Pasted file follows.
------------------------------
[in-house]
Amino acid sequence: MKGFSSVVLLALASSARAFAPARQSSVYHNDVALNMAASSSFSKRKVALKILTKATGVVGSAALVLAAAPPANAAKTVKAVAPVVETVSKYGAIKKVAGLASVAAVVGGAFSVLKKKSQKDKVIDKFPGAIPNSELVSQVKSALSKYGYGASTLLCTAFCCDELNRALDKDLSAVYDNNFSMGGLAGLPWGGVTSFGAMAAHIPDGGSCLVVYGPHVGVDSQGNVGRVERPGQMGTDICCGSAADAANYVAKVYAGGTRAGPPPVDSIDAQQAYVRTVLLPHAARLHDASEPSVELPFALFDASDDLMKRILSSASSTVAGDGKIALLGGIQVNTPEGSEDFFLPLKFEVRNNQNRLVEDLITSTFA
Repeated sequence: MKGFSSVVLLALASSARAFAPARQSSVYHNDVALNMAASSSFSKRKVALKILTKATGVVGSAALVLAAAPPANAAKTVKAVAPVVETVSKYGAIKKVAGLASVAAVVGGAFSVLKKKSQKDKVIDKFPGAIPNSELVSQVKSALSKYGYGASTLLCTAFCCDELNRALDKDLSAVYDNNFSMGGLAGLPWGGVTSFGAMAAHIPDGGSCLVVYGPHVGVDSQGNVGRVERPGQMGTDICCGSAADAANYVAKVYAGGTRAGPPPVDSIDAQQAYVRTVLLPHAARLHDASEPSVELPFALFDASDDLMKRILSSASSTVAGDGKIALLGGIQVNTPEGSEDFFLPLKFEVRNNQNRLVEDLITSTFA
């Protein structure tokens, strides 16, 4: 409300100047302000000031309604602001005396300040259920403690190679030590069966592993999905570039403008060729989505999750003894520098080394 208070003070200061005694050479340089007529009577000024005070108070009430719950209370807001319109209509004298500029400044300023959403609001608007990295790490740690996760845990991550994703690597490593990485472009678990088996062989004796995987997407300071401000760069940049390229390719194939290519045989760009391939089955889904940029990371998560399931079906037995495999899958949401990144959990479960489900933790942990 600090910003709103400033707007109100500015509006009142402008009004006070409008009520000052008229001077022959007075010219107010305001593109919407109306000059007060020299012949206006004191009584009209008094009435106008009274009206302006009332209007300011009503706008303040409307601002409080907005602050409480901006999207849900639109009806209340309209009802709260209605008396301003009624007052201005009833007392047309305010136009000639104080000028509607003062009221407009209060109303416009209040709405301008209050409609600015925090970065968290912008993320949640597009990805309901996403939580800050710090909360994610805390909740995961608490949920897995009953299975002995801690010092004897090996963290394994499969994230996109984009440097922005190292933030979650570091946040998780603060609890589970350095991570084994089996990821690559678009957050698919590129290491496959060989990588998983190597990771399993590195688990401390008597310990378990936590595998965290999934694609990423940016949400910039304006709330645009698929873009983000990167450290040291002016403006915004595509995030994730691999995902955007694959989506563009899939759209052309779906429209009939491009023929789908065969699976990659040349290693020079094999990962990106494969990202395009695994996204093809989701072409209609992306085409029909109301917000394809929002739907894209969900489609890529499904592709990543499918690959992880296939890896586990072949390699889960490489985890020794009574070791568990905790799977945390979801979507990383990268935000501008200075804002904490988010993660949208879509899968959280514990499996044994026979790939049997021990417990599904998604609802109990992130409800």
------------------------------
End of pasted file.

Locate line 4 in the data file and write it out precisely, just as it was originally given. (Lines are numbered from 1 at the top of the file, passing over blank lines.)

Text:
């Protein structure tokens, strides 16, 4: 409300100047302000000031309604602001005396300040259920403690190679030590069966592993999905570039403008060729989505999750003894520098080394 208070003070200061005694050479340089007529009577000024005070108070009430719950209370807001319109209509004298500029400044300023959403609001608007990295790490740690996760845990991550994703690597490593990485472009678990088996062989004796995987997407300071401000760069940049390229390719194939290519045989760009391939089955889904940029990371998560399931079906037995495999899958949401990144959990479960489900933790942990 600090910003709103400033707007109100500015509006009142402008009004006070409008009520000052008229001077022959007075010219107010305001593109919407109306000059007060020299012949206006004191009584009209008094009435106008009274009206302006009332209007300011009503706008303040409307601002409080907005602050409480901006999207849900639109009806209340309209009802709260209605008396301003009624007052201005009833007392047309305010136009000639104080000028509607003062009221407009209060109303416009209040709405301008209050409609600015925090970065968290912008993320949640597009990805309901996403939580800050710090909360994610805390909740995961608490949920897995009953299975002995801690010092004897090996963290394994499969994230996109984009440097922005190292933030979650570091946040998780603060609890589970350095991570084994089996990821690559678009957050698919590129290491496959060989990588998983190597990771399993590195688990401390008597310990378990936590595998965290999934694609990423940016949400910039304006709330645009698929873009983000990167450290040291002016403006915004595509995030994730691999995902955007694959989506563009899939759209052309779906429209009939491009023929789908065969699976990659040349290693020079094999990962990106494969990202395009695994996204093809989701072409209609992306085409029909109301917000394809929002739907894209969900489609890529499904592709990543499918690959992880296939890896586990072949390699889960490489985890020794009574070791568990905790799977945390979801979507990383990268935000501008200075804002904490988010993660949208879509899968959280514990499996044994026979790939049997021990417990599904998604609802109990992130409800």